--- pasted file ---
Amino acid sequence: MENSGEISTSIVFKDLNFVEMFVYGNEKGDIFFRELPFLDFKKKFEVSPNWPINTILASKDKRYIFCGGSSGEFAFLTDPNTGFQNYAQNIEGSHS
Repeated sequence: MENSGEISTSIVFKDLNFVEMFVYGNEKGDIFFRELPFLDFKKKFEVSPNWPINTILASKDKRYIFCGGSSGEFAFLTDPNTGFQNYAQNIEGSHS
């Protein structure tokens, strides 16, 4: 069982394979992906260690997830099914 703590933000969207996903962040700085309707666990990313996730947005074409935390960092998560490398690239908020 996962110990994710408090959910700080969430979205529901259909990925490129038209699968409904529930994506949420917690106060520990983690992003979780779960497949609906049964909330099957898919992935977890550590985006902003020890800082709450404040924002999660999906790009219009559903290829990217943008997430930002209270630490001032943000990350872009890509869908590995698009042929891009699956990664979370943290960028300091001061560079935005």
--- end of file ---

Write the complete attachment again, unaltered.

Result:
Amino acid sequence: MENSGEISTSIVFKDLNFVEMFVYGNEKGDIFFRELPFLDFKKKFEVSPNWPINTILASKDKRYIFCGGSSGEFAFLTDPNTGFQNYAQNIEGSHS
Repeated sequence: MENSGEISTSIVFKDLNFVEMFVYGNEKGDIFFRELPFLDFKKKFEVSPNWPINTILASKDKRYIFCGGSSGEFAFLTDPNTGFQNYAQNIEGSHS
């Protein structure tokens, strides 16, 4: 069982394979992906260690997830099914 703590933000969207996903962040700085309707666990990313996730947005074409935390960092998560490398690239908020 996962110990994710408090959910700080969430979205529901259909990925490129038209699968409904529930994506949420917690106060520990983690992003979780779960497949609906049964909330099957898919992935977890550590985006902003020890800082709450404040924002999660999906790009219009559903290829990217943008997430930002209270630490001032943000990350872009890509869908590995698009042929891009699956990664979370943290960028300091001061560079935005």